int bluePin = 10; // Blue LED, connected to digital pin 10

// Program variables
int redVal = 255; // Variables to store the values to send to the pins
int greenVal = 255; // Initial values are Red full, Green and Blue off
int blueVal = 120;

int i = 0; // Loop counter
int wait = 50; // 50ms (.05 second) delay; shorten for faster fades
int DEBUG = 1; // DEBUG counter; if set to 1, will write values back via serial

void setup()
pinMode(redPin, OUTPUT); // sets the pins as output
pinMode(greenPin, OUTPUT);
pinMode(bluePin, OUTPUT); // If we want to see the pin values for debugging...
Serial.begin(9600); // ...set up the serial ouput on 0004 style
Serial.println("just continue to send me b");


// Main program
void loop()
i += 20; // Increment counter
if (i < 255) // First phase of fades { greenVal += 1; // Green up redVal = 1; // Red low blueVal += 1; // Blue up } else if (i < 509) // Second phase of fades { greenVal -= 5; // Green down redVal += 5; // red up blueVal -= 5; // Blue up } else if (i < 763) // Third phase of fades { greenVal = 10; // Green low redVal -= 10; // Red down blueVal += 10; // Blue up } else // Re-set the counter, and start the fades again { i = 1; } memset(b_input, 0, 100); readSerialString(b_input); if(b_input[0] == 'b'){ b_value = b_value + 1; Serial.println(b_value); } if (b_value == 13) { b_value = 0; } analogWrite(redPin, redVal); // Write current values to LED pins analogWrite(greenPin, greenVal); analogWrite(bluePin, blueVal + b_value*20); // if (DEBUG) { // If we want to read the output // DEBUG += 1; // Increment the DEBUG counter // if (DEBUG > 10) // Print every 10 loops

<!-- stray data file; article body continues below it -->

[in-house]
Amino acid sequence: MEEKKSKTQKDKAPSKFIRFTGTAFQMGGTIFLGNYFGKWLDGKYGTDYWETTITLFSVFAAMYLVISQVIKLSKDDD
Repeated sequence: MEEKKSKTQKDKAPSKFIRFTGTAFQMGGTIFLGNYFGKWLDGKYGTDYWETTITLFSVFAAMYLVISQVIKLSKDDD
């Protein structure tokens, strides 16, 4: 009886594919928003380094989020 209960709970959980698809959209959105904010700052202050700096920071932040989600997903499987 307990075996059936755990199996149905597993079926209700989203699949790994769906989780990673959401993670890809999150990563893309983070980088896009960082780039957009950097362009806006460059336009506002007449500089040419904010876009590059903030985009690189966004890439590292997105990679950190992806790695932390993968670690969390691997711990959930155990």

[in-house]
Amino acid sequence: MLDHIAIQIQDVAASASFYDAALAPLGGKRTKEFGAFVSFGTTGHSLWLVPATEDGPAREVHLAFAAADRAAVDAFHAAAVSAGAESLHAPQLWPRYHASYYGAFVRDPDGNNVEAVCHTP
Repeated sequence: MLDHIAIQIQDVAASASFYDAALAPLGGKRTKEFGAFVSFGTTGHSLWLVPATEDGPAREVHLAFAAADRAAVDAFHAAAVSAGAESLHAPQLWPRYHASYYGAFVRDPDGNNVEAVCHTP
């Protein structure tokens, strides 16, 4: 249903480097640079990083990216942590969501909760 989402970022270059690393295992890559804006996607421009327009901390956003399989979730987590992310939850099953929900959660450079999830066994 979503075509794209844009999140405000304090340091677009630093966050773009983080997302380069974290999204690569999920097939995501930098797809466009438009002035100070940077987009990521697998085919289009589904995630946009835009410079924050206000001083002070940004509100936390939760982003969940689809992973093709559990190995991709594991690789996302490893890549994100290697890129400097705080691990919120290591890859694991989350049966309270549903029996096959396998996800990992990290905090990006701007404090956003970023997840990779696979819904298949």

// {
// DEBUG = 1; // Reset the counter
// Serial.print(i); // Serial commands in 0004 style
// Serial.print("\t"); // Print a tab
// Serial.print("R:"); // Indicate that output is red value
// Serial.print(redVal); // Print red value
// Serial.print("\t"); // Print a tab
// Serial.print("G:"); // Repeat for green and blue...
// Serial.print(greenVal);
// Serial.print("\t");
// Serial.print("B:");
// Serial.println(blueVal); // println, to end with a carriage return
// }
// }
delay(wait); // Pause for 'wait' milliseconds before resuming the loop

void readSerialString (char *strArray) {
int i = 0;
if(!Serial.available()) {
while (Serial.available()) {
strArray[i] =;


Tree & LED

The Shift Towards Natural Body Movement

McCullough’s argument that computers are made for the mind and not for the hands is accurate enough to apply to most of computing devices today. However, increasing awareness and improvement have also happened in the past 10 years to make computers more adaptable and friendly to different parts of human organs. Let’s take iPhone as an example, Steve Jobs’s insistence that iPhone should be used easily with our fingers is a huge step forward to force software designers to develop their applications according to how users physically interact with them. Old palmtop computers are considered as failures because human are not used to holding a pen when they interact with computers. So the claim that computers are made just for the mind should be considered as rather outdated since physical interaction with computer is quite different now thanks to touchscreen technology.